So you may think that my suggestions about reinventing tradition are unclear on the concept. Au contraire. And here's why.

Let's face it: so much of the great excitement of holiday hoopla has to do with watching the faces of kids. Their delight in all those candles and twinkling lights--the cheery Santa Claus myth, all the special foods that seem to spring magically from the kitchen this time of year--these trappings of the season seem heightened by the ability of the young to believe in the transformative power of holidays. And as long as we are all close to that youthful spirit, things tend to go quite well.

Another key to holiday nostalgia lies in the sense of family, of gathering together each and all around the hearth, the tree, hell, even the television to somehow feel more like a cohesive group than we do at any other time of year. Family bonds are reinforced, psychologists remind us, by these seasonal ceremonies, these events in which each family member seems to play a role. Much as we moan about having to eat Aunt Mariana's fruitcake, Christmas just isn't Christmas without it. And that, dear reader, is part of my point.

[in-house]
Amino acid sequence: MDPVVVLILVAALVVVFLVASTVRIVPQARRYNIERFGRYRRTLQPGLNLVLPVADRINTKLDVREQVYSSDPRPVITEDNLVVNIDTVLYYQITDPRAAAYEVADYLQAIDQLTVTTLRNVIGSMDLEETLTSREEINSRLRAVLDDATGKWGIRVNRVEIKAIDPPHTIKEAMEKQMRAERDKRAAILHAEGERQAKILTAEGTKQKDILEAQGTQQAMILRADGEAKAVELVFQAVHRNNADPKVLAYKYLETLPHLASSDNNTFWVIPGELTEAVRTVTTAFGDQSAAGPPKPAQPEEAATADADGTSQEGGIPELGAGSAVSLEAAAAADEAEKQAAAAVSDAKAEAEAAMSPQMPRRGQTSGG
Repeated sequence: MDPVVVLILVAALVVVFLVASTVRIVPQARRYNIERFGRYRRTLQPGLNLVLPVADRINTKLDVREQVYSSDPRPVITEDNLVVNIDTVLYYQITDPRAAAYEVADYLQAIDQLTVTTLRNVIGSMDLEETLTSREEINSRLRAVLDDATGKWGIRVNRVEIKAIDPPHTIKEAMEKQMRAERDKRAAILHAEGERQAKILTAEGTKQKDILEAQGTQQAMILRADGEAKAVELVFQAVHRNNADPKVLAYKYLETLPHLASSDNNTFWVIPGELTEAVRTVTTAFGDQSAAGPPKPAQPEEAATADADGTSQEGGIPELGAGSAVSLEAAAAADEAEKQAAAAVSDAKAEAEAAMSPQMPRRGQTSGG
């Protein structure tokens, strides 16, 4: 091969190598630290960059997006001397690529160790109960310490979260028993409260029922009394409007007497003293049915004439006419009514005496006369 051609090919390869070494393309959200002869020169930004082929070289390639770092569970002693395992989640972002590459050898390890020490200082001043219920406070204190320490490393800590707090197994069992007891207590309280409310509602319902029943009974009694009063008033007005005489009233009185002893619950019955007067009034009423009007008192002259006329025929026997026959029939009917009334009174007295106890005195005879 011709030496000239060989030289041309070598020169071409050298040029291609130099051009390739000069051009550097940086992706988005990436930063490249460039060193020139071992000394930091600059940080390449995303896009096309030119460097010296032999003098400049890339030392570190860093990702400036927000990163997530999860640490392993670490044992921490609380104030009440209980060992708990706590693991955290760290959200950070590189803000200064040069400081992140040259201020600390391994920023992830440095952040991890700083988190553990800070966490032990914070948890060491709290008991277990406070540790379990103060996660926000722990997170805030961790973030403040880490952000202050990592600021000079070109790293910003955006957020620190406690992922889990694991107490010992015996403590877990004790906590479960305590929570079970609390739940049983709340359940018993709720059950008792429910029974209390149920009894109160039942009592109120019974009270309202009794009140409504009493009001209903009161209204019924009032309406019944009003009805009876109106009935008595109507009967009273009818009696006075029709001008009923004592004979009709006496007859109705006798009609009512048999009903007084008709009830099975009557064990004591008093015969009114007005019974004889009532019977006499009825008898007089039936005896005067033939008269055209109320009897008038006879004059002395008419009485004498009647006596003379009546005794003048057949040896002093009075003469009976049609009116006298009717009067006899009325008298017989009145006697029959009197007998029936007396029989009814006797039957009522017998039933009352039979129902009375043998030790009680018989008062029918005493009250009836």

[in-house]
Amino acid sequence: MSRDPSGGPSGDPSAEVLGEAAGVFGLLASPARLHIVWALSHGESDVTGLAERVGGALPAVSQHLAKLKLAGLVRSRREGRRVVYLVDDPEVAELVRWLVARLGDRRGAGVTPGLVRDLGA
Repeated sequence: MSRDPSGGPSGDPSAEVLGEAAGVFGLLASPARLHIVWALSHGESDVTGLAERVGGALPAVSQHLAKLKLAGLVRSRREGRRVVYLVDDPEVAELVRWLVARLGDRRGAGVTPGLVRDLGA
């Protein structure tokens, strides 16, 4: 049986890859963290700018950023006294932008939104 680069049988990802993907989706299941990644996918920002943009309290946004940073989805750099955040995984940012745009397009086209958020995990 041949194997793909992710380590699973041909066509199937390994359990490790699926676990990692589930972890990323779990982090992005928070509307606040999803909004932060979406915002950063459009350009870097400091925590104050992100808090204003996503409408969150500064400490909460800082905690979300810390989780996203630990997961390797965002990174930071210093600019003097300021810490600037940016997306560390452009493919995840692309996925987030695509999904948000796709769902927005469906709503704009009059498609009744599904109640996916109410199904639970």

Without Aunt Mariana's fruitcake, Christmas just isn't the same. When the children grow up and leave home, sometimes they return for the holidays, but sometimes they go to be with new in-laws. Students are halfway across the country and can't always come home for the holidays. Grandpa died last year, and now that role he owned--placing the last ornament high up on the tree--must be taken by someone else. Change is good, according to the oft-repeated popular mantra. But change is painful.


Step Up: A toolkit for reinventing your own holiday traditions.


DIVORCE, DEATH, changing jobs and residences--these are all realities Hollywood seldom dealt with, except in the most cloying scenarios. And yet these huge life changes come to us all--which is why we must reinvent our traditions or risk becoming one of those sad holiday statistics.